13 December 2007
ZARA is the flagship chain store for the Spanish Inditex Group owned by Spanish tycoon Amancio Ortega, who also owns brands such as Massimo Dutti, Pull and Bear, Stradivarius and Bershka. Today, Inditex is probably the world's fastest growing clothing retailer with over 3,100 stores around the world in over 70 countries (more than four times the 2000 figure) the Zara format taking around 1,000 of those stores. In March 2006, the group overtook Sweden's Hennes & Mauritz (H&M) to become Europe's largest fashion retailer. A. Industry Analysis
Inditex belongs to the clothing industry (also called ‘textile products’ - SIC sector 2299). Although the company is also involved in the design and the manufacturing of its products, its main activity is the retail by means of its own stores present in Europe, North and South America, Asia, and Oceania. This industry is extremely large and gathers a huge number of firms sorted in sub-categories like footwear, men/women/children clothing, fashion, et cetera. As no comparison can be made between companies of other sectors, Inditex (and Zara in particular) must be filed in the sector of fashion family clothing, which consists of the design and the retail of trendy clothes for young men and women. The direct competitors of Inditex are Gap Inc., H&M, and Abercrombie, for example. This specific sector of industry appeared by the end of the XVIIIth Century when the use of sewing machine led to the standardization of textile products. In the following century appeared several manufactures that introduced the notion of trend related to the brand name and not only the product. Fashion clothing, an adult market, has been aimed at young people -especially teenagers- only very recently (beginning of XXth Century). This sector is growing because of several factors: the increase of brand recognition and the fashion importance in nowadays’ society and the increase in population coupled with the globalization of the cultures and trends. This sector is mainly led and owned by Western European and North American Companies and the retail takes place mainly in the biggest cities of developed countries first. However, the manufacturing activity of the clothing industry is often concentrated outside these countries because of relocation in countries where labor and facilities are cheaper (Asia, South America, Maghreb, etc.). The volatility of the industry’s economy is high because it is linked with the economy of the developing countries that provide the manufacturing of the products. Thus a big impact on market prices can result from a very minor political, economic, or social crisis. This is what happened in 2004 when the textile crisis exploded: customs’ fares as well as regulations of ethics and quality led to a decrease of the industry’s growth. But such crisis are often short in duration because of the important demand that allows the biggest companies to make up profit very quickly, and especially in the field of fashion products where the demand is quasi-inelastic and for which an increase of price does not have a very strong dissuasion effect (what is fashionable has to be expensive to introduce customer selectivity). The usual growth rate for the last ten years has been between 12% and 18%, in comparison to 17.95% in 2006 and during a recession of -1.98% in 2004 (See Attachment 1). B. Environmental Scan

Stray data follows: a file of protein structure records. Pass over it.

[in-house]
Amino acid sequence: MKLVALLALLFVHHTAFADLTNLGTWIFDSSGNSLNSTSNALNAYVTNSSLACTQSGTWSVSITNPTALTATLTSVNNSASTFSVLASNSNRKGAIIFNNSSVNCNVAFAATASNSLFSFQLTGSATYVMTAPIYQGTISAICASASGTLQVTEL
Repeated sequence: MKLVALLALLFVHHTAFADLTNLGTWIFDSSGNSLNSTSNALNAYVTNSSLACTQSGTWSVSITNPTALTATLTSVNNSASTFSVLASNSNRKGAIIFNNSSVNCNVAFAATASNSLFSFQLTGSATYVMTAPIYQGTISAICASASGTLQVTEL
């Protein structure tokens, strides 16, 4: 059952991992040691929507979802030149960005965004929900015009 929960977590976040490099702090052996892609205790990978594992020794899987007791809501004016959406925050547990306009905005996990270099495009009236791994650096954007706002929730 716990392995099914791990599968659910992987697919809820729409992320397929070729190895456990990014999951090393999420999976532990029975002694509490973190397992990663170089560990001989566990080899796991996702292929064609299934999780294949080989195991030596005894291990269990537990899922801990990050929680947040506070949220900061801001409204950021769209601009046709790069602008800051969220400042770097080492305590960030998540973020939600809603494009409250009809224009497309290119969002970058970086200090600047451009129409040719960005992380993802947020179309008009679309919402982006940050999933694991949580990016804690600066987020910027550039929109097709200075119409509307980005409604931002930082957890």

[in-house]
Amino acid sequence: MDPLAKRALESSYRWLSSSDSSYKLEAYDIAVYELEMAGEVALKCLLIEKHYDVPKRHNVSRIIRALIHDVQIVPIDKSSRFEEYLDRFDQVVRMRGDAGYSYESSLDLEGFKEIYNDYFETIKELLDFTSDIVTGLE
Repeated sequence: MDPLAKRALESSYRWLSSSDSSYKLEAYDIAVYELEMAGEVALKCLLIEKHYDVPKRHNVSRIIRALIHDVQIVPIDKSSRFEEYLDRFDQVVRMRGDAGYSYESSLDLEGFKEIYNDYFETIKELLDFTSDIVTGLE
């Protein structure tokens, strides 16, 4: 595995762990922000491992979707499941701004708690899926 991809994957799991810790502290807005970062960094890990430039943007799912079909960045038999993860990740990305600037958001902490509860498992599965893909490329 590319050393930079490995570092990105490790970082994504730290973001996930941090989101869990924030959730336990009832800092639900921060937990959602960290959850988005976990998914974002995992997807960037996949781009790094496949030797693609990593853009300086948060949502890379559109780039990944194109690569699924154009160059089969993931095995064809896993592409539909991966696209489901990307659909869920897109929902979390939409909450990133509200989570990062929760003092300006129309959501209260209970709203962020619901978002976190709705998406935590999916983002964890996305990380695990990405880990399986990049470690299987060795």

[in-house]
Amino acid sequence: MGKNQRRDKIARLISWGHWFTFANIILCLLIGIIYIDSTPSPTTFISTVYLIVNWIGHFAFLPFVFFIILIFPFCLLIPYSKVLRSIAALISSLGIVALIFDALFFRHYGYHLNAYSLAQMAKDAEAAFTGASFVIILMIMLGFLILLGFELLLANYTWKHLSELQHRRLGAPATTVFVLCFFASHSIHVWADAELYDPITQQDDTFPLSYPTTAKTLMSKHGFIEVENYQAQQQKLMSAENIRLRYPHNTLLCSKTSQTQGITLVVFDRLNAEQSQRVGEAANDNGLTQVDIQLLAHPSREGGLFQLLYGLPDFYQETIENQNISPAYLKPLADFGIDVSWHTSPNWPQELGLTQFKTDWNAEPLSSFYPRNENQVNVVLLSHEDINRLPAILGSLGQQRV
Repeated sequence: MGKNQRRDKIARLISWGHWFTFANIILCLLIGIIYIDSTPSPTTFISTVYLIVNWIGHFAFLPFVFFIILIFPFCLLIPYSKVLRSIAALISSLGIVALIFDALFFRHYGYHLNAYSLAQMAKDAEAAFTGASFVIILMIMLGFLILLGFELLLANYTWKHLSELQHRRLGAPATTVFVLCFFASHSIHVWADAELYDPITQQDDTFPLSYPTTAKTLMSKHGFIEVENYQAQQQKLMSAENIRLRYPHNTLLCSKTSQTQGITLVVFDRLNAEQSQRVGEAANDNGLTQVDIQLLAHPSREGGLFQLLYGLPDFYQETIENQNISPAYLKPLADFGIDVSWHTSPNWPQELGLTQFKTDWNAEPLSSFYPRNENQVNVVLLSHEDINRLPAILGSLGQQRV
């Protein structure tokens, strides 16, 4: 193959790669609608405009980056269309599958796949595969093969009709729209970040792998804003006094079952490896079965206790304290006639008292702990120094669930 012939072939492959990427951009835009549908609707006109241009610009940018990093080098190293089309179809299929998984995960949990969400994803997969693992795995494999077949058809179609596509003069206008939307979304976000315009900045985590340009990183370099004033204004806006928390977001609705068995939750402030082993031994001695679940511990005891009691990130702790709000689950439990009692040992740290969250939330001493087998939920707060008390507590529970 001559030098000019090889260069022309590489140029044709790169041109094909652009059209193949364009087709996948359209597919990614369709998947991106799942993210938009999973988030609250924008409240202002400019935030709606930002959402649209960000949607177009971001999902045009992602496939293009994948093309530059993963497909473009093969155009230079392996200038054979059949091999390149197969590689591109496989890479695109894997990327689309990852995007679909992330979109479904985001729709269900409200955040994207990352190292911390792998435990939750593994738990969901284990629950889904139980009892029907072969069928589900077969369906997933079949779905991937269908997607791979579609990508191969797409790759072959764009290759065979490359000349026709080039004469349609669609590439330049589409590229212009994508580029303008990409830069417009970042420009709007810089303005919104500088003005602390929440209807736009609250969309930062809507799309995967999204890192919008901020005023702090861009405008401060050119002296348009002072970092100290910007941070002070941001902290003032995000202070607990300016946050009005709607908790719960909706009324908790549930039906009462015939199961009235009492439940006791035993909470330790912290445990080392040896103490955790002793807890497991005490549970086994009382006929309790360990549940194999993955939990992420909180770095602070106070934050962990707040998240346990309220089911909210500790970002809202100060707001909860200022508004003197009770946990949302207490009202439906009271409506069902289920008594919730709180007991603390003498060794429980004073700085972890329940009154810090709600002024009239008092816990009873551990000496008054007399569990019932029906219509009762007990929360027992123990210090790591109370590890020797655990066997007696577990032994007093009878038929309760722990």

The companies that share the market have different profiles and can be divided in several economic groups related to their financial performances. On one side, Gap, H&M, and Inditex are seen as the dominant players. They have very high sales numbers. However, Gap and Inditex make more profit with a lower amount of sales than H&M. On the other side, smaller brands are gathered in another group (Abercrombie, Esprit, American Eagle, and Camaieu for example). They have more or less the same ratio Sales...